This past month had been a reflective, and also difficult, month. It involved the loss of two people who had deep impacts on my life, as a singer and as a person: Charity Sunshine Tillemann-Dick and Mira Zakai.
Charity and I first met several years ago at IVAI in Israel. When we met, I had no idea that anything was amiss, much less that she was grappling with a terminal disease. She had life-and-death struggles over the last 15 years of her life. Yet, she had accomplished things that would have been remarkable by any standard: she’d sung at Lincoln Center and other prestigious venues around the world, she had keynoted at TEDMED more than once, she had a number 1 album on Billboard's Traditional Classical charts, and she published a book. (In her book, she detailed her life story using her own unique voice as a writer. She also recorded an audio version of her book, which included her singing.) What was even more remarkable than her on-paper achievements was that she’d always had the sunniest, most generous, and most resilient disposition of anyone I had ever known. She had been a dear and wonderful friend to me, and many others I know described her exactly the same way. That she was able to be all she was while going through two double-lung transplants and cancer had always been unfathomable to me. It served as an example for me. A few years ago, when a colleague was going through a hard time in her singing career, I showed her one of Charity’s TED talks. In it, Charity spoke about singing before and after her first double lung transplant. After I showed my colleague that TED talk, she was incredibly moved, and had a renewed resolve and zest for singing. The biggest gifts and legacy I carried away from having known Charity were precisely that: her zest, resolve, generosity, and wisdom, as a singer and person. I’ll always have fond memories of the times Charity and I shared, when we’d catch up over the years. I feel so blessed that all my memories brought me joy--some of them even made me laugh out loud to think about them! Even knowing she’d been terminally ill for a long time, and that she would die early in her life, hearing about her passing still felt surreal. It speaks volumes as to how meaningful her presence was during her extraordinary life.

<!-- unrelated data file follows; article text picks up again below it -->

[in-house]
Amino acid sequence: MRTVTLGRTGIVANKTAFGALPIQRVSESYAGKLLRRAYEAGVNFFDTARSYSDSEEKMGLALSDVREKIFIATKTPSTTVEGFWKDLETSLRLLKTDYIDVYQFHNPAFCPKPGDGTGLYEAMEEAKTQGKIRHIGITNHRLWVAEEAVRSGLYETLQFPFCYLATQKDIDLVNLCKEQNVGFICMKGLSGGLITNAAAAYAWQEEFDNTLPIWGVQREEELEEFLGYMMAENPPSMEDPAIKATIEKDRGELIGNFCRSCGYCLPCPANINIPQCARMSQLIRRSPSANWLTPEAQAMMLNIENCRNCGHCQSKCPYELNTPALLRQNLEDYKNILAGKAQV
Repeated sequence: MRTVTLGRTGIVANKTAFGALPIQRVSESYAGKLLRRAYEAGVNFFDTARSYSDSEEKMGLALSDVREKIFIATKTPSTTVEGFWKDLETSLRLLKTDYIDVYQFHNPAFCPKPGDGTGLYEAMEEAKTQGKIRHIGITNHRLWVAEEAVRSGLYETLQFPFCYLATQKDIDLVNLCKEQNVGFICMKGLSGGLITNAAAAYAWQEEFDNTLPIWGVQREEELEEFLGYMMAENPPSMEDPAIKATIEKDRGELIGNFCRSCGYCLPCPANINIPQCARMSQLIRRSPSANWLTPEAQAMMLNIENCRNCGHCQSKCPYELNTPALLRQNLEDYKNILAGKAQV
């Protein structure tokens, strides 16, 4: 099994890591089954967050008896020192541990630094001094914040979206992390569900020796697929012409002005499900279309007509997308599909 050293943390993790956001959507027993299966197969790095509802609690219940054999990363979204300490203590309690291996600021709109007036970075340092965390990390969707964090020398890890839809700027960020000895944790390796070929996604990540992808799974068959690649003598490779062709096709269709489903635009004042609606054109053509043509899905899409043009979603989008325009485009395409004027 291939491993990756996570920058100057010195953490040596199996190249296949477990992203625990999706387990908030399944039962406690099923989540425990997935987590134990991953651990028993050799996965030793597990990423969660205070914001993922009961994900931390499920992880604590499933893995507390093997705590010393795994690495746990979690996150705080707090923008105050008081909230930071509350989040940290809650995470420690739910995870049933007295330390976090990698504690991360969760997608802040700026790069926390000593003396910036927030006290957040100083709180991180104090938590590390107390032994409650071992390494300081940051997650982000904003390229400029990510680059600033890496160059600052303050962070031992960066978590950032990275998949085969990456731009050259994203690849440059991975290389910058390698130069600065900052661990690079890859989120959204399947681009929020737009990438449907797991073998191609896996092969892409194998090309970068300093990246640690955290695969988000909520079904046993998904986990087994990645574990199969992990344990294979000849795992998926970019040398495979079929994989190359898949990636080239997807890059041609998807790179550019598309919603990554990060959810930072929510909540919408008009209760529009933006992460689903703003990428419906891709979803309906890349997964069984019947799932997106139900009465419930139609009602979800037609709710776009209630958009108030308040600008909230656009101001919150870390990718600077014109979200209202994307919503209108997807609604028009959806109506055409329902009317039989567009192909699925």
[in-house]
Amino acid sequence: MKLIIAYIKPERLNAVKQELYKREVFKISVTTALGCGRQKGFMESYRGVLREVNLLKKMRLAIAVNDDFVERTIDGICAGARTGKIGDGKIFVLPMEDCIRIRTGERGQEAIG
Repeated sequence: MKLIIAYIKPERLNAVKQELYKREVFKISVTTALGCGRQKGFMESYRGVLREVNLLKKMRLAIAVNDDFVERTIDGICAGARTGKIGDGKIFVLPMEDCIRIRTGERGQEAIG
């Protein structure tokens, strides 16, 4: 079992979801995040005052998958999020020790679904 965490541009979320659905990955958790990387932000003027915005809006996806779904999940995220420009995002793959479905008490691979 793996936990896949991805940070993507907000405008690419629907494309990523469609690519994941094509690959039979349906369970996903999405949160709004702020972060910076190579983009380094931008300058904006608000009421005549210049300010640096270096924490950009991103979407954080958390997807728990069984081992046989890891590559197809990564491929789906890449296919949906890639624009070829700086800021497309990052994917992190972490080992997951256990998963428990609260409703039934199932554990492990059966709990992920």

Mira Zakai was an incredible singer, with an international career, prized by of some of the greatest conductors in the history of our art form. That in and of itself would have been enough to be the pride of one’s home country. However, she used her knowledge, influence, and platform to nurture countless singers and conductors. I’m one of the singers who had been lucky enough to know and learn from her. She was the one who taught me that when you sing a piece that sits in the best place for your voice, the best of all worlds happened: singing is much easier, you’re naturally able to give the piece many vocal colors, and your singing has heart and comes across—and that’s what people pay for when they buy a ticket. She taught me that. I also remember being initially nervous to sing some Israeli songs for her, especially since the arrangements of these songs were written especially for her. Her praise for me, and her telling me she wanted to hear me sing more, was something I considered to be the highest compliment and encouragement, and do to this day. During the time we knew each other, she’d offer me advice, encouragement, and come to performances of mine—she offered this nurturing to many others as well. On a related note, when I prepared concerts, hers were among the recordings I would use to inform my own singing and interpretations. She also encouraged women singers that they could have families while having careers singing, as she did. This was another important example to me. Yet even her legacies as a singer and a teacher weren’t the greatest things about her. She was an incredibly kind and generous person—I’ll never forget how she came especially to my grandmother’s home two years ago to pay us a visit during the shiva right after my grandfather passed away. No matter how great an artist one is, that experience solidified to me that there’s no greater legacy one can leave behind than being a kind person.
I’ve cried a lot this past month over these two losses. However, I’m not only crying tears of grief and loss, but also tears of gratitude for having known and been touched by them. I miss them both terribly, but I know their legacies are living on both in me and countless others.